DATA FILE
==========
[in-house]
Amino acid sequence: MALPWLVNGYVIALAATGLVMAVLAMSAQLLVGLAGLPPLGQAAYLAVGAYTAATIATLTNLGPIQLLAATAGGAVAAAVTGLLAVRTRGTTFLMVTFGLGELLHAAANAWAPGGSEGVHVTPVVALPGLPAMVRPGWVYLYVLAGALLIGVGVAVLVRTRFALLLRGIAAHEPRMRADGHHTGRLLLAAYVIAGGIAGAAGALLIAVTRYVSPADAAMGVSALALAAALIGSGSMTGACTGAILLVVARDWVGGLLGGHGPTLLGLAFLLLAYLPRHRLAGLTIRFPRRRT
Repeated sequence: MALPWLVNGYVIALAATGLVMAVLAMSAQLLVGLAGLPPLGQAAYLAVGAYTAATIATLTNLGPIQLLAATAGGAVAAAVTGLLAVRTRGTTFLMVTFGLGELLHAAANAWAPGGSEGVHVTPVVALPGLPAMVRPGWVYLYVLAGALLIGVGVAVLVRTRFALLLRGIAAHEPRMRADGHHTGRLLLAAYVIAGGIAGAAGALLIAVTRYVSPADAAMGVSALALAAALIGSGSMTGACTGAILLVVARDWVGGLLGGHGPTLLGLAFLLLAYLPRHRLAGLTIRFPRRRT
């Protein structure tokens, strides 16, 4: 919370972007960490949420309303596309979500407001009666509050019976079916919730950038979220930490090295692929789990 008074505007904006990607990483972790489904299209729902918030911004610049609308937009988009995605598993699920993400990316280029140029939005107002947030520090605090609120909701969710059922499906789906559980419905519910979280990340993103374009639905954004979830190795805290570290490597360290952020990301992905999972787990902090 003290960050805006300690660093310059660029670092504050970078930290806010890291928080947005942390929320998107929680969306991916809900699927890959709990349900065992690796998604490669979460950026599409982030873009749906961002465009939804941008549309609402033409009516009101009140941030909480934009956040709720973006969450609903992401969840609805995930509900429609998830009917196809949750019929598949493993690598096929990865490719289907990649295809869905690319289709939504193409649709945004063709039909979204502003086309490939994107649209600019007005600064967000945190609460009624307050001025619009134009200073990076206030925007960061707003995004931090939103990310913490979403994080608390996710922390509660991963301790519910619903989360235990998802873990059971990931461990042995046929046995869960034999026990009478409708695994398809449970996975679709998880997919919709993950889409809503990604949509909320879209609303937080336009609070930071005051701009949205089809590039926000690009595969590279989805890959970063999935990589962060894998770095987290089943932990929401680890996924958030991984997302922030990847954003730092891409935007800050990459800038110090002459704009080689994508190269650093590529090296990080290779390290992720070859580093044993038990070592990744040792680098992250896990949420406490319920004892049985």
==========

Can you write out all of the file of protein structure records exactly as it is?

[in-house]
Amino acid sequence: MALPWLVNGYVIALAATGLVMAVLAMSAQLLVGLAGLPPLGQAAYLAVGAYTAATIATLTNLGPIQLLAATAGGAVAAAVTGLLAVRTRGTTFLMVTFGLGELLHAAANAWAPGGSEGVHVTPVVALPGLPAMVRPGWVYLYVLAGALLIGVGVAVLVRTRFALLLRGIAAHEPRMRADGHHTGRLLLAAYVIAGGIAGAAGALLIAVTRYVSPADAAMGVSALALAAALIGSGSMTGACTGAILLVVARDWVGGLLGGHGPTLLGLAFLLLAYLPRHRLAGLTIRFPRRRT
Repeated sequence: MALPWLVNGYVIALAATGLVMAVLAMSAQLLVGLAGLPPLGQAAYLAVGAYTAATIATLTNLGPIQLLAATAGGAVAAAVTGLLAVRTRGTTFLMVTFGLGELLHAAANAWAPGGSEGVHVTPVVALPGLPAMVRPGWVYLYVLAGALLIGVGVAVLVRTRFALLLRGIAAHEPRMRADGHHTGRLLLAAYVIAGGIAGAAGALLIAVTRYVSPADAAMGVSALALAAALIGSGSMTGACTGAILLVVARDWVGGLLGGHGPTLLGLAFLLLAYLPRHRLAGLTIRFPRRRT
């Protein structure tokens, strides 16, 4: 919370972007960490949420309303596309979500407001009666509050019976079916919730950038979220930490090295692929789990 008074505007904006990607990483972790489904299209729902918030911004610049609308937009988009995605598993699920993400990316280029140029939005107002947030520090605090609120909701969710059922499906789906559980419905519910979280990340993103374009639905954004979830190795805290570290490597360290952020990301992905999972787990902090 003290960050805006300690660093310059660029670092504050970078930290806010890291928080947005942390929320998107929680969306991916809900699927890959709990349900065992690796998604490669979460950026599409982030873009749906961002465009939804941008549309609402033409009516009101009140941030909480934009956040709720973006969450609903992401969840609805995930509900429609998830009917196809949750019929598949493993690598096929990865490719289907990649295809869905690319289709939504193409649709945004063709039909979204502003086309490939994107649209600019007005600064967000945190609460009624307050001025619009134009200073990076206030925007960061707003995004931090939103990310913490979403994080608390996710922390509660991963301790519910619903989360235990998802873990059971990931461990042995046929046995869960034999026990009478409708695994398809449970996975679709998880997919919709993950889409809503990604949509909320879209609303937080336009609070930071005051701009949205089809590039926000690009595969590279989805890959970063999935990589962060894998770095987290089943932990929401680890996924958030991984997302922030990847954003730092891409935007800050990459800038110090002459704009080689994508190269650093590529090296990080290779390290992720070859580093044993038990070592990744040792680098992250896990949420406490319920004892049985």